Marc-André Leclerc Free Solos Aguja Standhardt in PatagoniaItching for solitude and adventure, Marc-André Leclerc disappeared to Patagonia and found solace on an ice soloing bender in the Southern Hemisphere’s winter.
his blog. Unable to swing his tools or kick in the confines of the chute, he resorted to “rodent technique,” he says, “similar to a squeeze chimney in rock, but distinctively more ‘rat-like’.”
Leclerc stood on the summit and checked time. It was 4:30 p.m.—12 hours flat since he left the Niponino camp at the base of the Torres that morning. He just completed the second known solo ascent, after Colin Haley in 2010, and first known free solo of the Tomahawk to Exocet Link Up on Aguja Standhardt, Fitz Roy massif, Patagonia.
Leclerc, 23, was itching for solitude and adventure after a two-month Euro climbing trip and another month of summer crowds in Squamish, B.C. “It was in July that I first envisioned going on a Patagonian ice soloing bender, “ he told Rock and Ice. “Just the mental picture got me so psyched!”
Leclerc disappeared to Patagonia and found solace in the Southern Hemisphere’s winter.
“It is basically the locals and myself,” says Leclerc. “There were a handful of European climbers in town a couple of weeks ago, but they have now left. I am certainly the only person sessioning the Torre Valley at the moment.”
Leclerc came with a mission—to solo Patagonian towers in winter. He arrived in El Chaltén, after three days of travel, in the dark. Wasting no time, he left his hostel the next morning with his boots on, in the dark.
He carried a load of gear to caché at the Niponino climbers’ camp below the Torres and returned to town that night. After two rest days, “bouldering lots, ticking off many projects,” he says, he made a second schlep into the valley. Leclerc had learned, from his past two trips to Patagonia, that “making several carries is a more advantageous strategy over making only one trip with a crippling load,” he writes.
Nonetheless, his left IT band took a hit and he spent several days “stretching, massaging,” and pumping the anti-inflammatories, “hoping that I would still be able to make use of a promising window in the forecast,” he writes.
“The window appeared to be best from the 20th of September onwards, with an unusually large high-pressure system settling over the area for nearly a week.”
The Autumnal Equinox in the Northern Hemisphere is the Vernal Equinox in the Southern Hemisphere—in other words, on the 23rd of September, Leclerc would be out of winter. “…and thus my hopes of making ‘winter ascents’ were unlikely to be realized,” he writes. “In Patagonia it is important to strategize in the most logical manner for a successful climb, and to not go too early simply base on how high the stoke is. For me, this can be a crux.”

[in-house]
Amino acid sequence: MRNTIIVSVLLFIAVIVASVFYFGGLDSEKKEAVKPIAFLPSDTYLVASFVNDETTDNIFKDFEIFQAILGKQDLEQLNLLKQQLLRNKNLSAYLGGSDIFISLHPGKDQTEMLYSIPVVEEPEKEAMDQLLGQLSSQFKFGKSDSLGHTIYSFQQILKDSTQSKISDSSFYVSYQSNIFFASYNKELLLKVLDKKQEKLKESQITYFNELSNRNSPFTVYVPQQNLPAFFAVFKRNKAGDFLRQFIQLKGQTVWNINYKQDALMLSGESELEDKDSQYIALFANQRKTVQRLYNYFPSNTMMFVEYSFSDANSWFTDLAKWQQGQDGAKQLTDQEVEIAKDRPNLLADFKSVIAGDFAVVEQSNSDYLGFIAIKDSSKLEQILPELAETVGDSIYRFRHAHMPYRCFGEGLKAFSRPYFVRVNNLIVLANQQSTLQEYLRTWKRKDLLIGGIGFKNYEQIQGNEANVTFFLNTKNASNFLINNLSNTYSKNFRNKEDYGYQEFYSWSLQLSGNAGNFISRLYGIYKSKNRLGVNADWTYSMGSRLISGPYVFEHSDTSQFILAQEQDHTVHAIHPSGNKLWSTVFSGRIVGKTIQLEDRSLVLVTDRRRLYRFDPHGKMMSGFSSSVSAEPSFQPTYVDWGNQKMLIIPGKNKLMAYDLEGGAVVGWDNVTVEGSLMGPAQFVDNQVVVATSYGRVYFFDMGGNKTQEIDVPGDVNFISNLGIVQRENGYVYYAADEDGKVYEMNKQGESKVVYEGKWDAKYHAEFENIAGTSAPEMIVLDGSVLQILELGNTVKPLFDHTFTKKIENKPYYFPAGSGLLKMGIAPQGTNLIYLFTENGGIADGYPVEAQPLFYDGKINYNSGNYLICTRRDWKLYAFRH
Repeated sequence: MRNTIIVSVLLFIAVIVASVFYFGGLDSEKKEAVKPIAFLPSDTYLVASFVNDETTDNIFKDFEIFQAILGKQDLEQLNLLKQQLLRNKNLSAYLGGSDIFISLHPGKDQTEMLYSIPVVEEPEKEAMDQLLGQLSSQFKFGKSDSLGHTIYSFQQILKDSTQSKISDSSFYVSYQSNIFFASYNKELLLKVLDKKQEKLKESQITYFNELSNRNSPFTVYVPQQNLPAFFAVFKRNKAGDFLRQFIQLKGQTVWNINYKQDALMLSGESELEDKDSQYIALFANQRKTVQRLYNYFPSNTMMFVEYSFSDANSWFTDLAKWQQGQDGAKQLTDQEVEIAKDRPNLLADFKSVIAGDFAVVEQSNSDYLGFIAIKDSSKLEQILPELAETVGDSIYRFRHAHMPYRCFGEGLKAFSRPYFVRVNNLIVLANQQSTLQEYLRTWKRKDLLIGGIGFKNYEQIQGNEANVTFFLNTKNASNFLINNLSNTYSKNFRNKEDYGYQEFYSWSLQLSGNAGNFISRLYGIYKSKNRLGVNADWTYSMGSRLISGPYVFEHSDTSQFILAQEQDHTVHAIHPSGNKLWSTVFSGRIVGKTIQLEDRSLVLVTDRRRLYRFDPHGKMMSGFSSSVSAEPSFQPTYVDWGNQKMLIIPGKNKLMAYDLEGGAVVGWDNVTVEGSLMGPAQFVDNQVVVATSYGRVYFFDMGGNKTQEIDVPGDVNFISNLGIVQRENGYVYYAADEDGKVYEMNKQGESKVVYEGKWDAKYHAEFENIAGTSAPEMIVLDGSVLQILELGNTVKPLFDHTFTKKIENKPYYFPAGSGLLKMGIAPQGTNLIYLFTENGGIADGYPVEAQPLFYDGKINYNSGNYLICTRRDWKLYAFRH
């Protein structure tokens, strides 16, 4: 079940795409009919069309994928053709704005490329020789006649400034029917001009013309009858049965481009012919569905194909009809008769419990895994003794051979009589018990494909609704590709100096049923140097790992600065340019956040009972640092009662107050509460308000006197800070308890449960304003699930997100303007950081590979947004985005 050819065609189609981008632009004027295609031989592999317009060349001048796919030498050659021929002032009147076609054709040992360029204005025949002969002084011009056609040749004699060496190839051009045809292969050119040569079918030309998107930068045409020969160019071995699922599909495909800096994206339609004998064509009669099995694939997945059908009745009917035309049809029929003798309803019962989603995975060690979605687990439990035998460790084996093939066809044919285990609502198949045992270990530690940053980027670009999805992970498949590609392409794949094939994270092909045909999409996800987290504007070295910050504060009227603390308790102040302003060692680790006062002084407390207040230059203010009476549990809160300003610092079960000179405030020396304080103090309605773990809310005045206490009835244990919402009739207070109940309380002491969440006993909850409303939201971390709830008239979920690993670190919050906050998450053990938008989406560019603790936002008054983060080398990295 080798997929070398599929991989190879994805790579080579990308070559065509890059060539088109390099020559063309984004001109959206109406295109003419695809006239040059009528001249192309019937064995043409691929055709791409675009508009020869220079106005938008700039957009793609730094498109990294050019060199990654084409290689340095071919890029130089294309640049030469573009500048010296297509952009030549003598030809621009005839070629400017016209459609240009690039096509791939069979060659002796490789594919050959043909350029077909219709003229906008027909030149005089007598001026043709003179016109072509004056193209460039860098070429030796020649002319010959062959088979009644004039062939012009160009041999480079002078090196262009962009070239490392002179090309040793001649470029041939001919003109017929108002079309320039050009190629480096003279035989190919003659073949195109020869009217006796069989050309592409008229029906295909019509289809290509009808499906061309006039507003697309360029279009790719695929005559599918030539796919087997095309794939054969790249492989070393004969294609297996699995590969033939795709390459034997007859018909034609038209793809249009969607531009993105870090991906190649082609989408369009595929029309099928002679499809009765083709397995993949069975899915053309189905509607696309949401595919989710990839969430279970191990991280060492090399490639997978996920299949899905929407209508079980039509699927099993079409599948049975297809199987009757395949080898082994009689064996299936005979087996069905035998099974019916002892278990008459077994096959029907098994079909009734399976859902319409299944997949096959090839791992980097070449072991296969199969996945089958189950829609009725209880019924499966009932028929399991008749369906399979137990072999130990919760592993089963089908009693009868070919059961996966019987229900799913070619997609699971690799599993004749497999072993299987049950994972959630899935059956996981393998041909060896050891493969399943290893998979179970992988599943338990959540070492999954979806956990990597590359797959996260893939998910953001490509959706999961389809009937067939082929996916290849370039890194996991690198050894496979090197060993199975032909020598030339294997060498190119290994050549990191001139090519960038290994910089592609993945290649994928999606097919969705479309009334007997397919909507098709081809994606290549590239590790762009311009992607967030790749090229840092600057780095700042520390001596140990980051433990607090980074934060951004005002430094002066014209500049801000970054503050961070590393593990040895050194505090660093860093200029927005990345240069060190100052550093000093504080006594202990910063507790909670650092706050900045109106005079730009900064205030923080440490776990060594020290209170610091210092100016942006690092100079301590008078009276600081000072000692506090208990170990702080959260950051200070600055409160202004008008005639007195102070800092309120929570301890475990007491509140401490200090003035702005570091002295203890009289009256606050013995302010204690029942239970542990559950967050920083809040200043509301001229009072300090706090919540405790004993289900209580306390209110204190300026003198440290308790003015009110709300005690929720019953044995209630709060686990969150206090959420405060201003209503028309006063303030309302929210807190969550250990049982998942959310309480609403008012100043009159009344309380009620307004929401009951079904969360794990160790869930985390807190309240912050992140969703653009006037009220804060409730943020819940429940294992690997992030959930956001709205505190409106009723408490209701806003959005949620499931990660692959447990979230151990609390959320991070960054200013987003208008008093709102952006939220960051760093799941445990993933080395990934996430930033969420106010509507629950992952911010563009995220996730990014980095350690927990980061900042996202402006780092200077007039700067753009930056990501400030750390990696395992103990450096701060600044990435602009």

Leclerc hit good conditions, “not perfect”, but “about as good as one could ever expect to get on a long route in Patagonia,” he says. “The ice on Tomahawk was a bit sun baked, and above on Exocet the ice was at times brittle, but the chimney features kept things from ever getting too strenuous, even if one had to work a bit for good placements.
“The biggest factor, was that I was able to climb the mixed cruxes without gloves. I did encounter the screaming barfies, but regardless, this made it easier to free solo the mixed terrain.”
Leclerc has used this tactic before to free solo mixed ground on the Northeast Buttress of Slesse, B.C. in winter. He says, “It really is the key to feeling as secure as possible on these types of routes.”
After summiting Standhardt, and rappelling back through the mushroom tunnel as “straight as a pencil,” he retraced his steps across the summit snow slopes and rapped directly through V-threads in the chimney below, “retrieving my slings along the way and leaving nothing behind aside from holes in the ice,” Leclerc writes.
“The route was totally classic! Just phenomenal positions throughout with great vertical chimney features,” Leclerc says. “In the middle it gets pretty easy for several pitches, just steep snow and easy ice (grade 4 maybe?). But above it kicks back and gets technical again.
“Overall it is just a total global classic in its style, without doubt!”
Leclerc has one more week left in Patagonia and a weather window is opening today. “The psyche is for real!” he says.
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